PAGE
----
One of the tasks for my team last week was updating an existing GET API call in our specification with some new fields. The Open API Specification, formerly known as Swagger, allows you to provide the details for building in API in a compact, informative way. When you've got the authentication set up correctly, you can use the examples to actually call the API right from the spec!
My team builds with a framework that has the power to auto-generate API specs in this format. We've chosen to write them ourselves rather than have them auto-generated so we can be more specific in what kinds of errors and error messaging people will encounter for different calls. For example, a 404 Not Found might make sense on a GET call for a specific resource, but not for a search call.
When you open http://editor.swagger.io/, you should see a two-pane view of the editor on the left and the rendering on the right. If you've opened this URL before, your browser session will remember and display your most recent changes. If it's the first time you've opened it, the example specification of the Swagger Petstore should appear like this:
I hope that in describing the errors I encountered, you can keep an eye on them as you're editing rather than having to go back through the specification at the end to figure out what went wrong.
Errors I encountered
Red errors in the box at the top and next to line numbers in editor
Indentation errors and using reserved characters (I found square brackets, dashes, colons at least fall into this category) in unexpected ways will likely give you an error in a red box between the navigation and the title of the spec.
If you're lucky, the error corresponds to the line it mentions, you find a red X on that line, and you'll be able to figure out what went wrong there.
If you're less lucky, the line mentioned in the red box will refer to the beginning of the next code block that's unparsable because of the syntax error, or the first place where the reserved character you've used incorrectly is actually used correctly.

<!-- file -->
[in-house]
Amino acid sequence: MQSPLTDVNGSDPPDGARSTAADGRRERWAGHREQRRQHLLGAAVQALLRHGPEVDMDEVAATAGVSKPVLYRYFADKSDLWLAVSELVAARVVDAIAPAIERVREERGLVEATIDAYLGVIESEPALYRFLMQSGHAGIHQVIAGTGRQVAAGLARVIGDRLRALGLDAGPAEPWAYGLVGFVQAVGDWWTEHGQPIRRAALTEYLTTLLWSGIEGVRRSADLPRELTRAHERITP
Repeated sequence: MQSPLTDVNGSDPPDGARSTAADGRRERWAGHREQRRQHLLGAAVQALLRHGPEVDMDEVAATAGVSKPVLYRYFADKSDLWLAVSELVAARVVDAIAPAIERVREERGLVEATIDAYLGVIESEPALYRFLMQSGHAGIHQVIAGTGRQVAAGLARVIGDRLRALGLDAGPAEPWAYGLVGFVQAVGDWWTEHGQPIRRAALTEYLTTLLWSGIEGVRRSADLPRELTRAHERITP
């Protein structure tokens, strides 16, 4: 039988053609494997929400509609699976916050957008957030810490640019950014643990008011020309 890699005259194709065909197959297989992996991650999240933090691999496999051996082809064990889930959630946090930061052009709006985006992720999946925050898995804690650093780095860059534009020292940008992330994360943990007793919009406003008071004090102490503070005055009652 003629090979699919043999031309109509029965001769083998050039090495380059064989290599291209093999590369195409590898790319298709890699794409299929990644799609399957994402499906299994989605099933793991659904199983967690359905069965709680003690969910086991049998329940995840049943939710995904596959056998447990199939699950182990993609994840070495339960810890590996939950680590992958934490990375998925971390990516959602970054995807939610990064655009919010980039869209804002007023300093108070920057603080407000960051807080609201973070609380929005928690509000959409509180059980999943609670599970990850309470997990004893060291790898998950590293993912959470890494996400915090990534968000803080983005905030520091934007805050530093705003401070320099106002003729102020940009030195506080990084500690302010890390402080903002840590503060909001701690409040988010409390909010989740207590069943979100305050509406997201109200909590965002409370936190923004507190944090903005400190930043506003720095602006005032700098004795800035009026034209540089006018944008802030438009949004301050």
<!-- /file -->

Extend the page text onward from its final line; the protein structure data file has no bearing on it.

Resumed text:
The hardest part about these errors is that you may not notice them. If you're scrolled down the page far enough, you won't see the error box or the red X as you're creating the error.
Spinning without loading
If you're getting a spinner where a part of the specification should be loading, you've got a issue with the reference to a schema. Schemas allow you to chunk out and reuse part of the spec, with a reference to them in another place.
I kept getting the spinner when I referred to a schema that didn't exist, either because I'd updated the name (but not the reference to it) or because I'd screwed up whether it was singular or plural. Fixing the error isn't always enough to make this particular error disappear. Reloading the page will make it re-evaluate what you've got.
😱 could not render this component, see the console.
What a fun and exciting mistake you've made in the specification, to cause this very comforting and reassuring error message.
Like the endless spinning error, this one means something very specific: you've designated something as an array, but you haven't explained what kinds of items appear in the array. Adding a description or reference in the items section should do the trick.
Editing without the Open API editor
It's possible the Open API web editor was not the best tool for this job.
The Visual Studio Code Open API plugin did make the red errors obvious enough that you could see them from anywhere in the document. It also gave me the collapsed version of the longer spec in alphabetical order. This allowed me to navigate around without remembering the line numbers of where I dumped the schema separately from the overall spec. Unfortunately the extension didn't catch when I referred to a spec that didn't exist, but I expect seeing the list of schemas on the side would help discover this mistake. The extension also didn't notice if I didn't define the objects in an array.
There's also an Open API spec tool for offline use, but the instructions went beyond the interest I had for this blog post. Try it out yourself, and maybe I will the next time I've got to edit these specs.